NCAA Looks To Hold Men’s Basketball Tournament In A Single City, Possibly Indianapolis, In Pandemic Precaution

Dade Hayes
·3 min read

Looking to avoid a repeat of March 2020, when its men’s basketball tournament became one of the first major casualties of COVID-19, the NCAA is looking to hold the three-week event in a single city next year.

In a press release Monday, the organization said it is in “preliminary talks” with the state of Indiana and the city of Indianapolis on a solution. Under the proposed plan, the 68-team tournament would be played in and around the metropolitan area during dates in March and April. Indianapolis had already been chosen to host the Men’s Final Four from April 3-5.

With rates of coronavirus infection surging to record highs across the country, the status of the season and the tournament has become a looming question. Already, there have been inauspicious signs, like the Ivy League canceling all winter and spring sports and popular fan draws like Duke deciding to play its games in front of no spectators. The original plan to hold tournament games in 13 different sites around the country was looking to be “very difficult to execute,” the NCAA release said.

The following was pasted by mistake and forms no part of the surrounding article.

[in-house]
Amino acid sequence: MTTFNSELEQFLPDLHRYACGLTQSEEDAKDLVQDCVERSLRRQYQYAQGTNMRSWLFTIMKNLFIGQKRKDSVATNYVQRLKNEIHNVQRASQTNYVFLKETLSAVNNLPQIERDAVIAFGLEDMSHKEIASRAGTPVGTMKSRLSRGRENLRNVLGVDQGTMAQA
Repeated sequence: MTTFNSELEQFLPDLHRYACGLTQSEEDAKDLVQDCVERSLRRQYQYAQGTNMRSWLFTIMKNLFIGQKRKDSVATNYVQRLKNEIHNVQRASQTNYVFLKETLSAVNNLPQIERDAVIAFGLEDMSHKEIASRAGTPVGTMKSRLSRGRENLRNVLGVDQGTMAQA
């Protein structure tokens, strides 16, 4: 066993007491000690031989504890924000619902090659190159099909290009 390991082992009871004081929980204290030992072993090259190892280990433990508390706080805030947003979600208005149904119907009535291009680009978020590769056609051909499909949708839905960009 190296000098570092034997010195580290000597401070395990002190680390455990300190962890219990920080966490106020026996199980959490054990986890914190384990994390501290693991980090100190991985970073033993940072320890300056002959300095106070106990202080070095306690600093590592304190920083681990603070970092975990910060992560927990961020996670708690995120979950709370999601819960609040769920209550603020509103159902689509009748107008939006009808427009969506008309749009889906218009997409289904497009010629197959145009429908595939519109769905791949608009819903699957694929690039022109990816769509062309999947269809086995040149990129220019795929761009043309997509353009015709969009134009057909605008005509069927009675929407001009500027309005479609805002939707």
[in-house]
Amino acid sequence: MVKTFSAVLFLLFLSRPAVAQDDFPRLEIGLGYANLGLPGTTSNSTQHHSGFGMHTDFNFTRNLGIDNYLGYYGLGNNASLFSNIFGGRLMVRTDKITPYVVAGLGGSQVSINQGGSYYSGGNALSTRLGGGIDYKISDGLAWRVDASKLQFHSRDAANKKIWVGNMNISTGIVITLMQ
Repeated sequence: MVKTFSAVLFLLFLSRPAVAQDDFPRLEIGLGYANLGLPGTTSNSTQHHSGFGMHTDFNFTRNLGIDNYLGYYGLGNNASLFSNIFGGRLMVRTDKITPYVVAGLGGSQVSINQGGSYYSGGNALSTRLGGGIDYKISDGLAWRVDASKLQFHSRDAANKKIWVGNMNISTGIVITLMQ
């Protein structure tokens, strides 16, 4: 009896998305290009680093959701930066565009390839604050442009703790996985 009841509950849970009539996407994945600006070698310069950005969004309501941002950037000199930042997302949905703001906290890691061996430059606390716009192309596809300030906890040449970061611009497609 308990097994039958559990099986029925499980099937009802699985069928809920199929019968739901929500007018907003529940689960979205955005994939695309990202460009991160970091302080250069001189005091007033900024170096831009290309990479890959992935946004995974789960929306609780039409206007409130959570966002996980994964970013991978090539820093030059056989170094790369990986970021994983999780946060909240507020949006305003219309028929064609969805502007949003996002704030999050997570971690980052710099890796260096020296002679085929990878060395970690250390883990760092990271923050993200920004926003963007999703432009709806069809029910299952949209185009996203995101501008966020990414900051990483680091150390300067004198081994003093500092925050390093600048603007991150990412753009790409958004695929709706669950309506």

CBS and Turner Sports share broadcast rights to the 67-game tournament, with CBS also airing a significant amount of regular-season college basketball.

The college football season is shaping up to be a cautionary tale for college officials and networks alike, though of course the scale and logistics of football are different than basketball’s. The Power 5 football conferences have all returned to the field, but hundreds of positive tests of players, coaches and others have caused the cancellation or postponement of two dozen games. Some notable schools could wind up playing half of a normal season. Even games that have been completed have sometimes yielded unsettling spectacles, like NBC’s broadcast of the Notre Dame-Clemson game on November 7, which ended with thousands of students rushing the field.

“My committee colleagues and I did not come lightly to the difficult decision to relocate the preliminary rounds of the 2021 tournament, as we understand the disappointment 13 communities will feel to miss out on being part of March Madness next year,” said Mitch Barnhart, chair of the Division I Men’s Basketball Committee and University of Kentucky athletics director. “With the University of Kentucky slated to host first- and second-round games in March, this is something that directly impacts our school and community, so we certainly share in their regret. The committee and staff deeply appreciate the efforts of all the host institutions and conferences, and we look forward to bringing the tournament back to the impacted sites in future years.”

Limiting travel and offering teams a safe, controlled environment with ready access to medical resources are the main objectives, the NCAA said.

“We have learned so much from monitoring other successful sporting events in the last several months, and it became clear it’s not feasible to manage this complex championship in so many different states with the challenges presented by the pandemic,” NCAA Senior Vice President of Basketball Dan Gavitt said. “However, we are developing a solid plan to present a safe, responsible and fantastic March Madness tournament unlike any other we’ve experienced.”

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